FINE Gael Seanad abolition campaign director Richard Bruton has defended his use of the upper house to help win his first Dail seat.
Mr Bruton served as a senator on the agricultural panel in 1981 before being elected to the Dail the following year.
He said he stood over his view that the Seanad should not be a creche for young politicians and a retirement home for ageing ones.
"At the time I ran for what was provided for in the Constitution and was validly underpinned by legislation," he said.
"We are now seeking to change the Constitution, so we will not be asking taxpayers to provide funding for a house which is ineffective."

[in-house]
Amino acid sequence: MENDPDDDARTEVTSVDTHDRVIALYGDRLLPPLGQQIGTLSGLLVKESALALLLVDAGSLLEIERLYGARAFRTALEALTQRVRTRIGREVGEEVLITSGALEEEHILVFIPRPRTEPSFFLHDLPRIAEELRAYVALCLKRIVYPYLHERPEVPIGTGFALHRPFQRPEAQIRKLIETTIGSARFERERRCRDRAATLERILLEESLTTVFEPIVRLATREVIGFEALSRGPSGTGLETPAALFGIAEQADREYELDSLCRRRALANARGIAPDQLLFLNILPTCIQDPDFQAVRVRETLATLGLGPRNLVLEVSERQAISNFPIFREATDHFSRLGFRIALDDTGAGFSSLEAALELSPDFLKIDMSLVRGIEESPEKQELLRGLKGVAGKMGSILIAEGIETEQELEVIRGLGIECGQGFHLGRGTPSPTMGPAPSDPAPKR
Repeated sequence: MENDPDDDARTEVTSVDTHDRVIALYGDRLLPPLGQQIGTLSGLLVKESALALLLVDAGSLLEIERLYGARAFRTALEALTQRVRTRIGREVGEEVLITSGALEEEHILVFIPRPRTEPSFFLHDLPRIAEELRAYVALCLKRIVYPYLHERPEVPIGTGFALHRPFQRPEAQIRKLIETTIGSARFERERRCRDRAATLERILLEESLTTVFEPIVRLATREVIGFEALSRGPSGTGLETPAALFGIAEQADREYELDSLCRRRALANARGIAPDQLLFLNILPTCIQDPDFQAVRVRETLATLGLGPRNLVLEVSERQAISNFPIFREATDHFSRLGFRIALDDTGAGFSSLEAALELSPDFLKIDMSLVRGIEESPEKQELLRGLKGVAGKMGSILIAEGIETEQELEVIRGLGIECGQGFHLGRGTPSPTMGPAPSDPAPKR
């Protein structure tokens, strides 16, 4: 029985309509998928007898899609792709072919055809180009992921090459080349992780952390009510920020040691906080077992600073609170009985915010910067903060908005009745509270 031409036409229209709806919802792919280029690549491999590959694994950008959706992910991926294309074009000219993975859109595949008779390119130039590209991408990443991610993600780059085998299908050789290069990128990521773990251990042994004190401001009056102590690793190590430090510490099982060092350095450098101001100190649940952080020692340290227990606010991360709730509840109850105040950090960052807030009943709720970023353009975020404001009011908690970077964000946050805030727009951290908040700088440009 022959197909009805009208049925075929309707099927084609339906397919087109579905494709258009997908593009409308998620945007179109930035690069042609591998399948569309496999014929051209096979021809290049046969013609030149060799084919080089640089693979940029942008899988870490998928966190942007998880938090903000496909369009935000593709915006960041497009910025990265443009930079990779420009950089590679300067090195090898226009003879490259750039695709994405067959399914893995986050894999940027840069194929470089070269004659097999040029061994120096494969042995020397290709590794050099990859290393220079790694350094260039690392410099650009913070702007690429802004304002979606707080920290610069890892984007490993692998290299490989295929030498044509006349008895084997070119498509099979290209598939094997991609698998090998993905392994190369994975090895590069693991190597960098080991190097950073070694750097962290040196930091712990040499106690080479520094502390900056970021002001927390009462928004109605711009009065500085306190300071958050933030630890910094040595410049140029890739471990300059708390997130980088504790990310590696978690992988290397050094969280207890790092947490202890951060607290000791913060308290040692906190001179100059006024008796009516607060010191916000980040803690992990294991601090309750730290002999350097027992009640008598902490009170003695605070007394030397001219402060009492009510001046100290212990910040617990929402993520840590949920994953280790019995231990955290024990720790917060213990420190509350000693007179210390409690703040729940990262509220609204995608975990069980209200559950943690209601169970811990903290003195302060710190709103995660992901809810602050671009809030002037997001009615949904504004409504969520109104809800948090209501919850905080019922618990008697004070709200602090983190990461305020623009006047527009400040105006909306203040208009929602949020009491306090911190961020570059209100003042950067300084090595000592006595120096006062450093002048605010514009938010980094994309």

Mr Noonan hit out at the No campaign, saying it was ironic that the main campaigners were Fianna Fail, the Greens and the former Progressive Democrats who had "wrecked the economy".
He added that the election of six university senators by certain graduates was elitist.
Sinn Fein senator David Cullinane criticised the Seanad for acting as a "rubber stamp" for all of the policies that led to the economic crisis.
And former Green Party MEP Patricia McKenna complained that parties on the Yes side were using taxpayer funding to bombard voters with arguments about abolishing the Seanad.
Two Fine Gael senators attacked the party's claim that abolishing the Seanad would save €20m. Although this is the cost of running the Seanad each year, the Referendum Commission said the immediate savings would be €8m.
Tony Mulcahy said the €20m claim was a lie, while Martin Conway said politics was suffering enough without having posters with incorrect figures.